Buildings consume one third of energy and two thirds of electricity used in the United States. They are responsible for 35% of the country's CO2 emissions and 40% of raw materials consumed worldwide. "Green" buildings are blooming, however, because of new environmentally-friendly building materials, economic incentives and the financial savings of energy efficiency.
The U.S. Green Building Council has developed the LEED (Leadership in Energy and Environmental Design) rating system for green buildings, and certifies buildings that integrate sustainability, energy and water efficiency, renewable resources and indoor environmental quality. Many municipalities have incorporated LEED standards into laws governing construction of public buildings. In 2005, New York City mandated LEED standards for nonresidential public buildings costing over $2 million, and for private projects receiving signficant public funding. Many localities offer benefits to builders who incorporate LEED into private projects, including tax credits (Maryland), higher zoning density allowances (Arlington County, VA), and reduced permit fees and fast-track permits (Gainesville, FL).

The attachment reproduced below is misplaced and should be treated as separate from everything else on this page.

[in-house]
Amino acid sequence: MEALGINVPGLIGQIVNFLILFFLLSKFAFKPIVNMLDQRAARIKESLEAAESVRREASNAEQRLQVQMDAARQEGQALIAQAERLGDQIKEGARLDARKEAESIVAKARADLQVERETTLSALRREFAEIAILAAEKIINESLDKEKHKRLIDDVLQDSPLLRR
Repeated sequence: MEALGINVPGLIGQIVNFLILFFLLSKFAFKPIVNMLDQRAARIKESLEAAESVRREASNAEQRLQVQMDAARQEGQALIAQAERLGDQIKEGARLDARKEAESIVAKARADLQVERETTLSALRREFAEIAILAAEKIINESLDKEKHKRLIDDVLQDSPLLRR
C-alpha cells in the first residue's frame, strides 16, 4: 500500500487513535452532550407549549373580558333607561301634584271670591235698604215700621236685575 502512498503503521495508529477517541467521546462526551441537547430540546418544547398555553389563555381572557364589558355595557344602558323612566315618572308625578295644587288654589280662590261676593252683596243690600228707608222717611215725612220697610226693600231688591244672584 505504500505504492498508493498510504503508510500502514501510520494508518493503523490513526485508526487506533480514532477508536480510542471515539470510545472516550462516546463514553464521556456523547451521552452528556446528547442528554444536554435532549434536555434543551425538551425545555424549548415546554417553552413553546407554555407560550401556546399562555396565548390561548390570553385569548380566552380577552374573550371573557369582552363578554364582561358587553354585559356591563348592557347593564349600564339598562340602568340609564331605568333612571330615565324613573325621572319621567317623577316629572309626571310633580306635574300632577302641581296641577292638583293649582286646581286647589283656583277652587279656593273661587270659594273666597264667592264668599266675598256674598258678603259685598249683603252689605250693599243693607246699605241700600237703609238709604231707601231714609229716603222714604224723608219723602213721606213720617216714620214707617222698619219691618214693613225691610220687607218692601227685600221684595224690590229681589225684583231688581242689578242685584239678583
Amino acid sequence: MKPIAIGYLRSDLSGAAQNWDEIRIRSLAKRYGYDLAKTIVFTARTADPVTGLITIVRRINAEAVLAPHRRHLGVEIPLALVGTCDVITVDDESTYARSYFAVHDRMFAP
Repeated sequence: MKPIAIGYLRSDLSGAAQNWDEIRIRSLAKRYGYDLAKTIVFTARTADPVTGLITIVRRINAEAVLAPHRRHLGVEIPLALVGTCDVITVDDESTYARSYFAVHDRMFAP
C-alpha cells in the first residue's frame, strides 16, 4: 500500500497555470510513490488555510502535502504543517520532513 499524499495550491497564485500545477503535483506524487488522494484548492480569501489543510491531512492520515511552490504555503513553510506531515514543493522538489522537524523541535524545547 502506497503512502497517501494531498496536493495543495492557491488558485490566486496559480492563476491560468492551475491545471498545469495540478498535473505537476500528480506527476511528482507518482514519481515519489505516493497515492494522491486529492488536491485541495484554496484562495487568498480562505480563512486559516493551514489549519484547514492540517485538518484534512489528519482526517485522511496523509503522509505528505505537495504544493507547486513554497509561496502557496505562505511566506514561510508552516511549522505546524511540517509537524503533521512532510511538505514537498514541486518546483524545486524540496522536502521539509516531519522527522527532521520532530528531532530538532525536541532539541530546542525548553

In 2002, the Town of Greenburgh, NY, passed a ground-breaking law requiring most new dwellings to meet Energy Star Labeled Home guidelines that typically use 30% less energy with improved thermal windows, tightly sealed ducts, and high efficiency heating and cooling equipment (HVAC).
Some Colorado communities have charged extra fees for energy-wasting homes. In Aspen, homeowners are charged special fees if their homes are over 5,000 sq. feet or if they exceed an "energy budget" allocated to their property. These fees funded more than $2 million in energy efficiency and renewable energy projects during the program's first two years.